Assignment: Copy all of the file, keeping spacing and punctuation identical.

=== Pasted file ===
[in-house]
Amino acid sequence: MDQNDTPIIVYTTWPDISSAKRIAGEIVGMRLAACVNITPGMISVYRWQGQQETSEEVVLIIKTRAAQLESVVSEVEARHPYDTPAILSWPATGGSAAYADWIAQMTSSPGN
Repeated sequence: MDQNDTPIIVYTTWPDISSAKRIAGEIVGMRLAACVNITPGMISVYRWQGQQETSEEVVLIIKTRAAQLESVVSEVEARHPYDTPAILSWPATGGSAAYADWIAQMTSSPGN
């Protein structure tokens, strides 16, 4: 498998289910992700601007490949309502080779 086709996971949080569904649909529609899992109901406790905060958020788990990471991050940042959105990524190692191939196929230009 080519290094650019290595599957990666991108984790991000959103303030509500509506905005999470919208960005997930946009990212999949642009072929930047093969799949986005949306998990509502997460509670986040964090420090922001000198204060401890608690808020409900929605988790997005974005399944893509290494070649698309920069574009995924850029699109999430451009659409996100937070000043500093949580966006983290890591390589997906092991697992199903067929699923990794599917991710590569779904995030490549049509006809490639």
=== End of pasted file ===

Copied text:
[in-house]
Amino acid sequence: MDQNDTPIIVYTTWPDISSAKRIAGEIVGMRLAACVNITPGMISVYRWQGQQETSEEVVLIIKTRAAQLESVVSEVEARHPYDTPAILSWPATGGSAAYADWIAQMTSSPGN
Repeated sequence: MDQNDTPIIVYTTWPDISSAKRIAGEIVGMRLAACVNITPGMISVYRWQGQQETSEEVVLIIKTRAAQLESVVSEVEARHPYDTPAILSWPATGGSAAYADWIAQMTSSPGN
């Protein structure tokens, strides 16, 4: 498998289910992700601007490949309502080779 086709996971949080569904649909529609899992109901406790905060958020788990990471991050940042959105990524190692191939196929230009 080519290094650019290595599957990666991108984790991000959103303030509500509506905005999470919208960005997930946009990212999949642009072929930047093969799949986005949306998990509502997460509670986040964090420090922001000198204060401890608690808020409900929605988790997005974005399944893509290494070649698309920069574009995924850029699109999430451009659409996100937070000043500093949580966006983290890591390589997906092991697992199903067929699923990794599917991710590569779904995030490549049509006809490639």